Date of Award
Doctor of Business Administration (DBA)
Dr. Stacy Champbell
Dr. Greg Marshall
Dr. Brian Rutherford
Beginning with Chamberlin’s explanations of market variation in 1933, segmentation has been formally studied for eighty years. While more than 2,700 studies have been published (most as studies on statistical methods of segmentation), scant evidence has been gathered on the role market segmentation plays in strategy formulation and what has been presented has not been adequately classified to provide a basis for further comparative study. Based on Resource-Advantage theory, this dissertation defines a taxonomy of strategic segmentation that depicts how a firm’s view of a market relates to its assumed heterogeneity of the market and how a firm approaches a market based on availability of imperfectly mobile resources. Then, through experimental analysis, this dissertation assesses the level of support for the taxonomy against decisions made by marketing managers when presented with various scenarios on available resources.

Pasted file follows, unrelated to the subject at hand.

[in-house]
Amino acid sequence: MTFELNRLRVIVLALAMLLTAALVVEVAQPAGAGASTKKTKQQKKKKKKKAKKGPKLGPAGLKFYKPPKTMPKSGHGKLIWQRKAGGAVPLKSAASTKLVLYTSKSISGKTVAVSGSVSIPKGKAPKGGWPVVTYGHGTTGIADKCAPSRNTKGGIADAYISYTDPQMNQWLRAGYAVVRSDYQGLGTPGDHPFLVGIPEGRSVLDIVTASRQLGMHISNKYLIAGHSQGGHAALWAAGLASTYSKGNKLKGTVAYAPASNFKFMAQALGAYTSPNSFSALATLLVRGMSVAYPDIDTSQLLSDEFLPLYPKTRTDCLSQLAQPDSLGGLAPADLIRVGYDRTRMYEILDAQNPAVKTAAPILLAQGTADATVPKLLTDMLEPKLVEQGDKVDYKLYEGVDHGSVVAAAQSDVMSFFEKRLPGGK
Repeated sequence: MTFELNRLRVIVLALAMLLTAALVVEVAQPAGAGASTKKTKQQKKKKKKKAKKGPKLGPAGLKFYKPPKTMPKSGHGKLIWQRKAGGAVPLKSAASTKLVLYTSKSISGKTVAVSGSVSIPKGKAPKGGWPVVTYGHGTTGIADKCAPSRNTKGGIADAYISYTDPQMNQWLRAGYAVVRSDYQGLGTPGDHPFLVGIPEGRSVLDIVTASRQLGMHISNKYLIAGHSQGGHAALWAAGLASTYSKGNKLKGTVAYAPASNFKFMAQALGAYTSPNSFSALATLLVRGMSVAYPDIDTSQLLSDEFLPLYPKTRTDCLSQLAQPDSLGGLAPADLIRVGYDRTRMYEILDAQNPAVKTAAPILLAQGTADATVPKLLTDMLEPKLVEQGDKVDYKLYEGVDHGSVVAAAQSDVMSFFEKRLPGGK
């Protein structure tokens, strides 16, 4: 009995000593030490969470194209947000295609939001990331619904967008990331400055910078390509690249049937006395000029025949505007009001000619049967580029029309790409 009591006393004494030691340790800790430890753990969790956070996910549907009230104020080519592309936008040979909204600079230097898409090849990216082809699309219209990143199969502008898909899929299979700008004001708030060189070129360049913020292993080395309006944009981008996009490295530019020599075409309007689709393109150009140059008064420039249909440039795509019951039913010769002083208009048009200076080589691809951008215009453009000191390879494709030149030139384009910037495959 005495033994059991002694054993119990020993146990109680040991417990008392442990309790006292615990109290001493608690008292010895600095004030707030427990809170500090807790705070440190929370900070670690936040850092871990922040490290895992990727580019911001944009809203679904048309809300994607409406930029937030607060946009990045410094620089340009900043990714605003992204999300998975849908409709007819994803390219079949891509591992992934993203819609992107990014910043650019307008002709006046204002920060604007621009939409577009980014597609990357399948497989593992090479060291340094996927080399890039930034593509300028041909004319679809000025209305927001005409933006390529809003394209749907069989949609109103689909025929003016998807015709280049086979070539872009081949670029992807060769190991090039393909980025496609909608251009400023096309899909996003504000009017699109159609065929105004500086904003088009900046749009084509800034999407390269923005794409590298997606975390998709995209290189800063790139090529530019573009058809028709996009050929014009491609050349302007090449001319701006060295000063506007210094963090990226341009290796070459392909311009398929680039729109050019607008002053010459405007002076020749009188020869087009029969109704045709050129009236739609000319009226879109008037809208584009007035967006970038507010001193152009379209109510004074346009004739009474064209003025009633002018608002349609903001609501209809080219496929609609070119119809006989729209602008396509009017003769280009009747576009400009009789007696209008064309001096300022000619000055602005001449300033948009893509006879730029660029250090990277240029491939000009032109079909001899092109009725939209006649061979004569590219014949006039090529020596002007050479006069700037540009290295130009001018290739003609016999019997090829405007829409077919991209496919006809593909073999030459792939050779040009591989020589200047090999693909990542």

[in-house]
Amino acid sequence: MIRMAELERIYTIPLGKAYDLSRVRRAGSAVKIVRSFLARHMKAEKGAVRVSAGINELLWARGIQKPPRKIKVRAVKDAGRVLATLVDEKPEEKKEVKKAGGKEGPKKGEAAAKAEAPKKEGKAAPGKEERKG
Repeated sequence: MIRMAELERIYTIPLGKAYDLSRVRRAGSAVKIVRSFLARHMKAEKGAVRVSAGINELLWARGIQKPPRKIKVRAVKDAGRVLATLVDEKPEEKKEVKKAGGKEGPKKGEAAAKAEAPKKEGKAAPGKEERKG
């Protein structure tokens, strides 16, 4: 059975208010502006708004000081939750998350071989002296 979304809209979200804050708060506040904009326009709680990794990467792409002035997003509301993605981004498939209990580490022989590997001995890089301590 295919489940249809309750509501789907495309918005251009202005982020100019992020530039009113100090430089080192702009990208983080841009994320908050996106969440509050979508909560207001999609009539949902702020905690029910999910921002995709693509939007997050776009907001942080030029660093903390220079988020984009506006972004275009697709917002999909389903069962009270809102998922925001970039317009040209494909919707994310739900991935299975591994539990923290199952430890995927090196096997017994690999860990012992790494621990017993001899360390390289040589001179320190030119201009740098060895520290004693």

As predicted, the results showed that marketing managers are aware of resource limitations for designing and creating a market segmentation scheme, so they “view” the effective heterogeneity of the market based on resources available to segment the market (H1). However, the remaining six hypotheses did not support that marketing managers consistently judge relationships between resource limitations outside their job role and their marketing actions. Given the results, overall support for the proposed taxonomy was not established. Additional research is recommended to determine if managers are conceiving resources differently from what RA theory suggests. Managers should, however, take actions to compensate for the probable lack of understanding between resources and marketing segmentation choices.